“It’s very difficult, especially since my son is so young, to not be able to tuck him in every night or be there every day. That kind of sucks,” St. Julien said. “But I know that I’m setting us all up for a better future. So that's the only thing that gives me peace and that also makes me work harder because I know I’ve sacrificed a lot to be here … It also makes me enjoy the moments I have with them even more.”

College student Catherine Tatman, another non-traditional University student and community college transfer, is a full-time mom and has attended classes at the same time as her children.

“[My kids] would come and have lunch with me,” Tatman said. “It was just adorable. They were so supportive of me.”

Tatman served in a variety of roles before going back to school, including working as a computer programmer, army officer wife, a professional volunteer and the owner of a certified organic farm in central Virginia.

“I tried to sell the farm and go back to school … that very physical farming aspect is now very cerebral, it’s very academic,” Tatman said. “I can’t believe I’m writing term papers and research papers [and] taking finals.”

Serving non-traditional needs

The School of Continuing and Professional Studies, one of the first institutions for non-traditional students in Virginia, started as the Bureau of Extension at the University in 1915.

Interim Dean of SCPS Steve Laymon said it is crucial to provide education for non-traditional students.

“Many factors are contributing to the need for non-traditional programs,” Laymon said in an email statement. “Combining work with school is challenging, and flexible schedules and online classes help with that. Active duty military personnel can take our classes, even as they are moved around across the globe.”

Sarah Buchanan, an SCPS graduate who now works as an aesthetician at Oasis Day Spa, left Bard College after two years of traditional college in order to attend skincare school. She eventually went to community college and transferred to the University.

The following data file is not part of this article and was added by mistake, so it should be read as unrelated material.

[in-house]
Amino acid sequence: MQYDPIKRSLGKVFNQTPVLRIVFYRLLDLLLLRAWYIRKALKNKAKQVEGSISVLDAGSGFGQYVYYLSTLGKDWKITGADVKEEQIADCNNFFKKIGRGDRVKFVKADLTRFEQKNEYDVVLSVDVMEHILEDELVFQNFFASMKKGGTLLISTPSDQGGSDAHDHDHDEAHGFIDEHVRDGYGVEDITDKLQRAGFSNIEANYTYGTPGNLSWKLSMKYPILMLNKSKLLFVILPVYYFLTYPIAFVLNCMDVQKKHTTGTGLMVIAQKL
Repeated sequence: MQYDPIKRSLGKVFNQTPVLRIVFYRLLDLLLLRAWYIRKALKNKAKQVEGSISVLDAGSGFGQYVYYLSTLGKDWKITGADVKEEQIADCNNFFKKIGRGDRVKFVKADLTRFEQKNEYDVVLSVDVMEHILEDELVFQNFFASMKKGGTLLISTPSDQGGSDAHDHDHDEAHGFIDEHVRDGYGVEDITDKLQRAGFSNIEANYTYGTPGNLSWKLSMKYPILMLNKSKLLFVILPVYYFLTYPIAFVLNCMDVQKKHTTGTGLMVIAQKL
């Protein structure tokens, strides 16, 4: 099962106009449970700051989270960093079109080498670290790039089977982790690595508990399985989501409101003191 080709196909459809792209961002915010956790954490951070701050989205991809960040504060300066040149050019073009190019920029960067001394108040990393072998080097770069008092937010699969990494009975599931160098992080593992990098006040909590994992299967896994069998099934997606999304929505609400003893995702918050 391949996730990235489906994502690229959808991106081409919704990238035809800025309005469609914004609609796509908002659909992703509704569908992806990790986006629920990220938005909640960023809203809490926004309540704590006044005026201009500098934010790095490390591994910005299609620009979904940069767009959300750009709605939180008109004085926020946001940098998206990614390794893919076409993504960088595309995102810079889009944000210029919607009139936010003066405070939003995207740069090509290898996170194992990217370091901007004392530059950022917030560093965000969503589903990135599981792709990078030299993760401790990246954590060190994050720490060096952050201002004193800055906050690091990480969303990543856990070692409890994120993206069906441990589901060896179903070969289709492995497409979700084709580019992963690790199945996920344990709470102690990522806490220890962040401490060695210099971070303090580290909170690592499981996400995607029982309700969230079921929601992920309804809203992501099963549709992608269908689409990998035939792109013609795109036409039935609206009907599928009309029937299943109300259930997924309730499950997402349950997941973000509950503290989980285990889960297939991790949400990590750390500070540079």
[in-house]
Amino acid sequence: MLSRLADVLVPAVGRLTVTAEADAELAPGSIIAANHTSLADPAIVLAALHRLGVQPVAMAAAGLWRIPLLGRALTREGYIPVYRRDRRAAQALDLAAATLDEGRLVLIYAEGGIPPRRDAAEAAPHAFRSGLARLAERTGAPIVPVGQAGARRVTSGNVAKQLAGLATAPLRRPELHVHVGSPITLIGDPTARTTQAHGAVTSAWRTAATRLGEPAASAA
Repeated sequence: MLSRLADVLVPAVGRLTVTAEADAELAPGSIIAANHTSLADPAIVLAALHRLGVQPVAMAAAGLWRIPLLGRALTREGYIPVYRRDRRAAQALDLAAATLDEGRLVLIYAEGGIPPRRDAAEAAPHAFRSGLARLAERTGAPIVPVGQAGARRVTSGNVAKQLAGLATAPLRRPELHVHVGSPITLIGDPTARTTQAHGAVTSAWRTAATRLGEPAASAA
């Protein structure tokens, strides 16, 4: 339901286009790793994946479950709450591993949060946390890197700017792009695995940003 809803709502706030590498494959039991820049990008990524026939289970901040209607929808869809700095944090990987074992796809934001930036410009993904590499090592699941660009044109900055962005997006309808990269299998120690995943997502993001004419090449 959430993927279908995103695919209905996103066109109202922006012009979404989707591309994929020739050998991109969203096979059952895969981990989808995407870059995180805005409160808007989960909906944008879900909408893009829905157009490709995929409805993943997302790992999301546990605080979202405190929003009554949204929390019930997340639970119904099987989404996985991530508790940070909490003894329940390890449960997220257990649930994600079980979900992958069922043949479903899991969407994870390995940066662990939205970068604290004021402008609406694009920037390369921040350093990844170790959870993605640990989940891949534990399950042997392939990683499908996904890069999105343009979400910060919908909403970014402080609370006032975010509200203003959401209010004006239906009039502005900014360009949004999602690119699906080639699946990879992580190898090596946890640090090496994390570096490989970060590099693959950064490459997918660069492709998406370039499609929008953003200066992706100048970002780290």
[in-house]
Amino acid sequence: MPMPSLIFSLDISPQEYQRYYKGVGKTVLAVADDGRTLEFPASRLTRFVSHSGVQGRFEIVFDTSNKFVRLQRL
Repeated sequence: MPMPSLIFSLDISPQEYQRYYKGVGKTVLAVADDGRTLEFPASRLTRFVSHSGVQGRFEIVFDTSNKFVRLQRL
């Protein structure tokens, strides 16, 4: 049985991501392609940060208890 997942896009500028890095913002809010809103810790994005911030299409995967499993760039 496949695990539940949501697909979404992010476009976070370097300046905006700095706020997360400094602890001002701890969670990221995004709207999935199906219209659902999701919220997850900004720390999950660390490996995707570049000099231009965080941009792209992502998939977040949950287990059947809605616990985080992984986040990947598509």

A Charlottesville native, Buchanan said she knew she wanted to come back to her hometown and take advantage of the high quality of education found at the University. However, she was unable to enroll in the College, as it prohibits students from taking fewer than 12 credits.

“[SCPS] was the only option for somebody who needs to work and go to school,” Buchanan said. “You can’t really do the traditional college, [work] functions on a traditional schedule … There’s no way to work with U.Va. as somebody who really has to have a job.”

Buchanan said the hardest part about her non-traditional education was not being able to take classes in different majors or departments, as the SCPS offers one degree — a Bachelor of Interdisciplinary Studies.

“As a non-traditional student attending U.Va. part-time, you have to attend SCPS, because then you have to get the interdisciplinary degree,” Buchanan said. “That’s limiting and things don’t build on themselves in the same way … I feel like I was able to pull things together in a way that suited my interest, so that worked for me, and then also I didn’t have any plans to use it for a particular career path.”